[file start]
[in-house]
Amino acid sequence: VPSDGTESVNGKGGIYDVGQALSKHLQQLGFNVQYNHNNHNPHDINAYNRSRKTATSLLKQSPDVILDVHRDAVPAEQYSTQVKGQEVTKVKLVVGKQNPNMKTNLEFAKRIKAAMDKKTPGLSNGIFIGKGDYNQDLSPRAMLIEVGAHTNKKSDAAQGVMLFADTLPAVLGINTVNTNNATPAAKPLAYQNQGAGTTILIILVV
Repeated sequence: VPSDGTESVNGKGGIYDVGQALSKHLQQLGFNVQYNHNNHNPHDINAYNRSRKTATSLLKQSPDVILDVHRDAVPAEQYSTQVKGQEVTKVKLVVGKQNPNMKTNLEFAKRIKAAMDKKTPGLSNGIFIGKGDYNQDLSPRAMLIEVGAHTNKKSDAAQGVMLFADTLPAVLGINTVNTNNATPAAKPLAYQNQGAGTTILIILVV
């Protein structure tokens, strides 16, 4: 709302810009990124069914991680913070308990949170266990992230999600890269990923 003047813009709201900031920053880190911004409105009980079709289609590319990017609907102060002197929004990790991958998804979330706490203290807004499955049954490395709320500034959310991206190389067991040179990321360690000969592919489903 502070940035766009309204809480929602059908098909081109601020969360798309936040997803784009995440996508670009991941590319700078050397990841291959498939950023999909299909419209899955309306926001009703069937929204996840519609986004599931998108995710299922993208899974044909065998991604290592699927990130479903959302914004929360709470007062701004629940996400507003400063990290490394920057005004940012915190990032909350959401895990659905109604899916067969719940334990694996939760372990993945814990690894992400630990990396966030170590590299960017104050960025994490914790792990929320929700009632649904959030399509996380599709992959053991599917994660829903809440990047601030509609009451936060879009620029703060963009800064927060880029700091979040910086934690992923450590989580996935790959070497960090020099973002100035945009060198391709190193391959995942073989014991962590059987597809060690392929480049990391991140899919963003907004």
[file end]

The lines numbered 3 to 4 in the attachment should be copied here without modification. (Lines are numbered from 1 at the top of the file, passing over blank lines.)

Repeated sequence: VPSDGTESVNGKGGIYDVGQALSKHLQQLGFNVQYNHNNHNPHDINAYNRSRKTATSLLKQSPDVILDVHRDAVPAEQYSTQVKGQEVTKVKLVVGKQNPNMKTNLEFAKRIKAAMDKKTPGLSNGIFIGKGDYNQDLSPRAMLIEVGAHTNKKSDAAQGVMLFADTLPAVLGINTVNTNNATPAAKPLAYQNQGAGTTILIILVV
């Protein structure tokens, strides 16, 4: 709302810009990124069914991680913070308990949170266990992230999600890269990923 003047813009709201900031920053880190911004409105009980079709289609590319990017609907102060002197929004990790991958998804979330706490203290807004499955049954490395709320500034959310991206190389067991040179990321360690000969592919489903 502070940035766009309204809480929602059908098909081109601020969360798309936040997803784009995440996508670009991941590319700078050397990841291959498939950023999909299909419209899955309306926001009703069937929204996840519609986004599931998108995710299922993208899974044909065998991604290592699927990130479903959302914004929360709470007062701004629940996400507003400063990290490394920057005004940012915190990032909350959401895990659905109604899916067969719940334990694996939760372990993945814990690894992400630990990396966030170590590299960017104050960025994490914790792990929320929700009632649904959030399509996380599709992959053991599917994660829903809440990047601030509609009451936060879009620029703060963009800064927060880029700091979040910086934690992923450590989580996935790959070497960090020099973002100035945009060198391709190193391959995942073989014991962590059987597809060690392929480049990391991140899919963003907004």